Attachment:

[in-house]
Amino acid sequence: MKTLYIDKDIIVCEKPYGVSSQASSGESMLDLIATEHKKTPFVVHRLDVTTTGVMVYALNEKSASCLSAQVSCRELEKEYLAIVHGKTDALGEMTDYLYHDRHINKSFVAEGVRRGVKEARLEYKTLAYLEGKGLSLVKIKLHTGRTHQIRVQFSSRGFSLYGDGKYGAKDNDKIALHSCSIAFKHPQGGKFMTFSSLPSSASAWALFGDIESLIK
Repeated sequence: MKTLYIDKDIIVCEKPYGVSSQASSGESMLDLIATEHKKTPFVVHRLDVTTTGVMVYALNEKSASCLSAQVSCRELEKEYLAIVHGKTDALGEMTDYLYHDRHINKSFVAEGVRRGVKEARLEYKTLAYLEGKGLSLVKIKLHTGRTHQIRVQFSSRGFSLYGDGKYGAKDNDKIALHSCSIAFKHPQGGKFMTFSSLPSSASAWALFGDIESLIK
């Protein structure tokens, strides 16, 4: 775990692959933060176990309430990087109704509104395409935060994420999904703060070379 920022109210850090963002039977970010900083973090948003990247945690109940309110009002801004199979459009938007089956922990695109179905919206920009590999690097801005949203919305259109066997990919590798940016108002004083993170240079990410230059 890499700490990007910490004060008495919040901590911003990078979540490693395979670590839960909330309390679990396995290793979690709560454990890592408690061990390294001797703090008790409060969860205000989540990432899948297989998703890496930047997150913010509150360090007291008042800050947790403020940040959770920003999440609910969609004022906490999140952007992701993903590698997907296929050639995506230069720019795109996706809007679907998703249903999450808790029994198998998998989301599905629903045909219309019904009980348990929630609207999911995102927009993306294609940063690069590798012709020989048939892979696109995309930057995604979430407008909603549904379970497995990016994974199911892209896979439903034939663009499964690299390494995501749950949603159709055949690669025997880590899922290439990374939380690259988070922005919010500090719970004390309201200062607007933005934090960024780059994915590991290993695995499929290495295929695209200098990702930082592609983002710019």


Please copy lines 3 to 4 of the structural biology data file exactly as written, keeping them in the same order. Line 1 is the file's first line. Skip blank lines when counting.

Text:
Repeated sequence: MKTLYIDKDIIVCEKPYGVSSQASSGESMLDLIATEHKKTPFVVHRLDVTTTGVMVYALNEKSASCLSAQVSCRELEKEYLAIVHGKTDALGEMTDYLYHDRHINKSFVAEGVRRGVKEARLEYKTLAYLEGKGLSLVKIKLHTGRTHQIRVQFSSRGFSLYGDGKYGAKDNDKIALHSCSIAFKHPQGGKFMTFSSLPSSASAWALFGDIESLIK
């Protein structure tokens, strides 16, 4: 775990692959933060176990309430990087109704509104395409935060994420999904703060070379 920022109210850090963002039977970010900083973090948003990247945690109940309110009002801004199979459009938007089956922990695109179905919206920009590999690097801005949203919305259109066997990919590798940016108002004083993170240079990410230059 890499700490990007910490004060008495919040901590911003990078979540490693395979670590839960909330309390679990396995290793979690709560454990890592408690061990390294001797703090008790409060969860205000989540990432899948297989998703890496930047997150913010509150360090007291008042800050947790403020940040959770920003999440609910969609004022906490999140952007992701993903590698997907296929050639995506230069720019795109996706809007679907998703249903999450808790029994198998998998989301599905629903045909219309019904009980348990929630609207999911995102927009993306294609940063690069590798012709020989048939892979696109995309930057995604979430407008909603549904379970497995990016994974199911892209896979439903034939663009499964690299390494995501749950949603159709055949690669025997880590899922290439990374939380690259988070922005919010500090719970004390309201200062607007933005934090960024780059994915590991290993695995499929290495295929695209200098990702930082592609983002710019």